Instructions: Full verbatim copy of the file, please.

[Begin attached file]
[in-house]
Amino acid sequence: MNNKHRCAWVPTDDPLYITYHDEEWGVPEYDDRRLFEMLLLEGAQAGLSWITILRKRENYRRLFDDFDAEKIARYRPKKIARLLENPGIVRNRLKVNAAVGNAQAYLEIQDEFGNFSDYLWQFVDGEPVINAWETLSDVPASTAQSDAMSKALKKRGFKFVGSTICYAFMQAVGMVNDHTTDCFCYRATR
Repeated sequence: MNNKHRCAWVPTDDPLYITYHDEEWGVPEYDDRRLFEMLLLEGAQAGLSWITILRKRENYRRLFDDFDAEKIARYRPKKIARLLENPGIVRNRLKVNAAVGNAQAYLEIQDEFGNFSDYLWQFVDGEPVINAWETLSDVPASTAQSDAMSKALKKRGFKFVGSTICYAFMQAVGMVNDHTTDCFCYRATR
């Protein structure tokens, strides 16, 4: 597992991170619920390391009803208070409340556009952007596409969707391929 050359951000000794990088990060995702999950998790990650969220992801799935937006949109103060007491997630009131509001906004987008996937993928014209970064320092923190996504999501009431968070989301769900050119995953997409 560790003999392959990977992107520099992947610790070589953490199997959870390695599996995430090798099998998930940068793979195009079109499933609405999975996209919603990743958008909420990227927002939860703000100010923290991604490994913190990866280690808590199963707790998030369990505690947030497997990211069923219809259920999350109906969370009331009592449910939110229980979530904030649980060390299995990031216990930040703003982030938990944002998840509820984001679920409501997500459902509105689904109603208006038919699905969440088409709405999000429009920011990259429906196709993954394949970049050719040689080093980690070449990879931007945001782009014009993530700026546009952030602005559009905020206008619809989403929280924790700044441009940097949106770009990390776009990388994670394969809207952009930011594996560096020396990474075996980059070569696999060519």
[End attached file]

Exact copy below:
[in-house]
Amino acid sequence: MNNKHRCAWVPTDDPLYITYHDEEWGVPEYDDRRLFEMLLLEGAQAGLSWITILRKRENYRRLFDDFDAEKIARYRPKKIARLLENPGIVRNRLKVNAAVGNAQAYLEIQDEFGNFSDYLWQFVDGEPVINAWETLSDVPASTAQSDAMSKALKKRGFKFVGSTICYAFMQAVGMVNDHTTDCFCYRATR
Repeated sequence: MNNKHRCAWVPTDDPLYITYHDEEWGVPEYDDRRLFEMLLLEGAQAGLSWITILRKRENYRRLFDDFDAEKIARYRPKKIARLLENPGIVRNRLKVNAAVGNAQAYLEIQDEFGNFSDYLWQFVDGEPVINAWETLSDVPASTAQSDAMSKALKKRGFKFVGSTICYAFMQAVGMVNDHTTDCFCYRATR
């Protein structure tokens, strides 16, 4: 597992991170619920390391009803208070409340556009952007596409969707391929 050359951000000794990088990060995702999950998790990650969220992801799935937006949109103060007491997630009131509001906004987008996937993928014209970064320092923190996504999501009431968070989301769900050119995953997409 560790003999392959990977992107520099992947610790070589953490199997959870390695599996995430090798099998998930940068793979195009079109499933609405999975996209919603990743958008909420990227927002939860703000100010923290991604490994913190990866280690808590199963707790998030369990505690947030497997990211069923219809259920999350109906969370009331009592449910939110229980979530904030649980060390299995990031216990930040703003982030938990944002998840509820984001679920409501997500459902509105689904109603208006038919699905969440088409709405999000429009920011990259429906196709993954394949970049050719040689080093980690070449990879931007945001782009014009993530700026546009952030602005559009905020206008619809989403929280924790700044441009940097949106770009990390776009990388994670394969809207952009930011594996560096020396990474075996980059070569696999060519």